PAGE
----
Sergey Shamenkov, Charles XII’s Karoliners (Helion, 2022)
This is the first volume in what promises to be another outstanding series from Helion & Company. The subject is the Swedish Infantry & Artillery of the Great Northern War 1700-1721, which is a useful place to start when digging into that pivotal 18th Century conflict.
Shamenkov breaks down his survey into seven chapters. The first explains the battle formations and tactics of Charles XII’s infantry, which provides much of the context for Shamenkov’s description of the Swedish king’s army in the field. The soldiers’ weapons and accoutrements follow with photographs of museum pieces, including drums and belts. Then Shamenkov considers uniforms, beginning with the many caps and hats the Swedish soldiers wore, then coats and overcoats as he works his way through their development over the course of the war. He pauses to describe briefly Estonian and Livonian uniforms before moving onto the coat adornments of NCOs, uniforms for musicians, waistcoats, gloves, breeches, cloaks, and footwear. The variations in officers’ uniforms deserve their own chapter, including the surprisingly simple uniform worn by Charles XII. Some officers also wore gorgets and cuirasses, though the latter were for ceremonial purposes. Officers’ weapons receive not much more than a mention, which is curious given the variety of other accoutrements they wore. Shamenkov moves on to the artillery, guiding readers through their uniforms in much the same way he did with the infantry; though here he defers to a classic work on Charles XII’s army by Lars-Eric Höglund, so doesn’t dive into great detail on the subject.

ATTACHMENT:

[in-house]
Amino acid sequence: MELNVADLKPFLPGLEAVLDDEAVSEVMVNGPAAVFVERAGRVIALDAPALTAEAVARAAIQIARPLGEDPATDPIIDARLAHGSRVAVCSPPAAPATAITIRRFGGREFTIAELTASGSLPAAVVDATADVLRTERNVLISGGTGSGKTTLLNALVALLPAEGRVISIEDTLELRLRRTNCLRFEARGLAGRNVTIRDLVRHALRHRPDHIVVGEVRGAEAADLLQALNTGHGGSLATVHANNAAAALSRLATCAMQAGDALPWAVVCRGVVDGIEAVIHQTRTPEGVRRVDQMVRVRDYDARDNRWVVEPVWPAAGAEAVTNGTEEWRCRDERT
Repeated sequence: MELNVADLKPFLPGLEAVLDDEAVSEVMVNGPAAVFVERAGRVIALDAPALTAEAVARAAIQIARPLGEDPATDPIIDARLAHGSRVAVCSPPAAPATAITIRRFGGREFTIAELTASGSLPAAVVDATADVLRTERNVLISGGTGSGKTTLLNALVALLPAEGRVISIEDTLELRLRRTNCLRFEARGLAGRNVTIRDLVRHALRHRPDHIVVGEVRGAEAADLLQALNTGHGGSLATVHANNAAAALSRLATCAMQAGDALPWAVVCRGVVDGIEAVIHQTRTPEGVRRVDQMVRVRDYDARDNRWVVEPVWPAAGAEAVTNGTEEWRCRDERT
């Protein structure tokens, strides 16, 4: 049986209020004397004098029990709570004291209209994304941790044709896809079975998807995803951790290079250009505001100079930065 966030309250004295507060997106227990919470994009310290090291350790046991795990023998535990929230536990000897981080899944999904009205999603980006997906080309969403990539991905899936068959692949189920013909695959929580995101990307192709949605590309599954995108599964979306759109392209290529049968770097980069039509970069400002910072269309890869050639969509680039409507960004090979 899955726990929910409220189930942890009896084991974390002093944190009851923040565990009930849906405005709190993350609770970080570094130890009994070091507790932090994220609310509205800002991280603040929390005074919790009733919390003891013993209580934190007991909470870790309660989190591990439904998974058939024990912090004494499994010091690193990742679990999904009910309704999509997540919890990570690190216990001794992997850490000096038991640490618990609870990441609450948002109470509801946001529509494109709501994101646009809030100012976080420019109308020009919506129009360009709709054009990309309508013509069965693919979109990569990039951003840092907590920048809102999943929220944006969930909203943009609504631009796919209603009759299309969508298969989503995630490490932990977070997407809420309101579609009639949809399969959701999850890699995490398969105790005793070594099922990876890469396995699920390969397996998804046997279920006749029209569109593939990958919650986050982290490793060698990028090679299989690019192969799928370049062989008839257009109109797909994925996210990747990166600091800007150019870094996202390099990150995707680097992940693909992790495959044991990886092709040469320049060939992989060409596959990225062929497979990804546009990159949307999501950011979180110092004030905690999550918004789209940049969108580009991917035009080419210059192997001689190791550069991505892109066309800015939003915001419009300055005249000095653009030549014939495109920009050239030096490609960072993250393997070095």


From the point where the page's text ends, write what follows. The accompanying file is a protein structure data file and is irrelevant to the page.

Charles XII’s Karoliners is more than a handy guide to the Swedish army. The text is clean and serviceable, but it is the artwork that lifts this book out of the ordinary. You know those uniform guidebooks that offer a couple of colour plates in the middle and can be frustrating when you need a wee bit more? This book isn’t that. It is full of colour plates of soldiers, each furnished with a suitable description. Photographs of museum pieces and contemporary painting supplement the original artwork, and Shamenkov’s useful bibliography points the way for further research. For wargamers or figure collectors interested in the Swedish army of the Great Northern War, Shamenkov’s book is an excellent starting place and highly recommended.